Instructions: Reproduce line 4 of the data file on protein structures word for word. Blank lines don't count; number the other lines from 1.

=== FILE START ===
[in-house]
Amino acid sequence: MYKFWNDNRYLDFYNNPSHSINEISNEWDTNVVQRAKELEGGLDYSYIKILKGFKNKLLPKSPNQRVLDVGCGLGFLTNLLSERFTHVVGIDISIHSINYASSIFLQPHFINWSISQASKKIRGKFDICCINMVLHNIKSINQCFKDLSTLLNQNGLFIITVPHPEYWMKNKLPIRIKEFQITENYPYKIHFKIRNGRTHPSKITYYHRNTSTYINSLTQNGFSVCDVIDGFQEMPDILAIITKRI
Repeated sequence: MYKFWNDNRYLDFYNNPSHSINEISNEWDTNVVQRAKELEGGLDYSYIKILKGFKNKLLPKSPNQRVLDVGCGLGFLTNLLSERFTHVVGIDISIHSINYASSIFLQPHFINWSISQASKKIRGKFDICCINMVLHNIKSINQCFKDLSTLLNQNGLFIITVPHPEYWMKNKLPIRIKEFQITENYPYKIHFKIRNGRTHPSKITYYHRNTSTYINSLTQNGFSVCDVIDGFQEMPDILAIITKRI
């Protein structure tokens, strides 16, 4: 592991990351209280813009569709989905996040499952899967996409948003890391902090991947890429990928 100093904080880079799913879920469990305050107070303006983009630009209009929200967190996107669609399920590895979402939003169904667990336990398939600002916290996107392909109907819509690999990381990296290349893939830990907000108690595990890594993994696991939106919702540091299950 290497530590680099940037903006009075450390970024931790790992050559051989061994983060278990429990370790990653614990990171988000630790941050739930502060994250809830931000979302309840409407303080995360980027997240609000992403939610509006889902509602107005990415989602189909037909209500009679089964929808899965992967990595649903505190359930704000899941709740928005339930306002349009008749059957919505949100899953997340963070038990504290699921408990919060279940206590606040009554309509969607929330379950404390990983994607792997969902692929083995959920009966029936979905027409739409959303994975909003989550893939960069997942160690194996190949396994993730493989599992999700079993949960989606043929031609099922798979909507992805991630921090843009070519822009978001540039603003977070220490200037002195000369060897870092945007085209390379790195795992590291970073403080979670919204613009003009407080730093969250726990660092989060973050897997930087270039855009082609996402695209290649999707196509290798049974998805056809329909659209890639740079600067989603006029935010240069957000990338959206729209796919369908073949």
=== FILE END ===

């Protein structure tokens, strides 16, 4: 592991990351209280813009569709989905996040499952899967996409948003890391902090991947890429990928 100093904080880079799913879920469990305050107070303006983009630009209009929200967190996107669609399920590895979402939003169904667990336990398939600002916290996107392909109907819509690999990381990296290349893939830990907000108690595990890594993994696991939106919702540091299950 290497530590680099940037903006009075450390970024931790790992050559051989061994983060278990429990370790990653614990990171988000630790941050739930502060994250809830931000979302309840409407303080995360980027997240609000992403939610509006889902509602107005990415989602189909037909209500009679089964929808899965992967990595649903505190359930704000899941709740928005339930306002349009008749059957919505949100899953997340963070038990504290699921408990919060279940206590606040009554309509969607929330379950404390990983994607792997969902692929083995959920009966029936979905027409739409959303994975909003989550893939960069997942160690194996190949396994993730493989599992999700079993949960989606043929031609099922798979909507992805991630921090843009070519822009978001540039603003977070220490200037002195000369060897870092945007085209390379790195795992590291970073403080979670919204613009003009407080730093969250726990660092989060973050897997930087270039855009082609996402695209290649999707196509290798049974998805056809329909659209890639740079600067989603006029935010240069957000990338959206729209796919369908073949």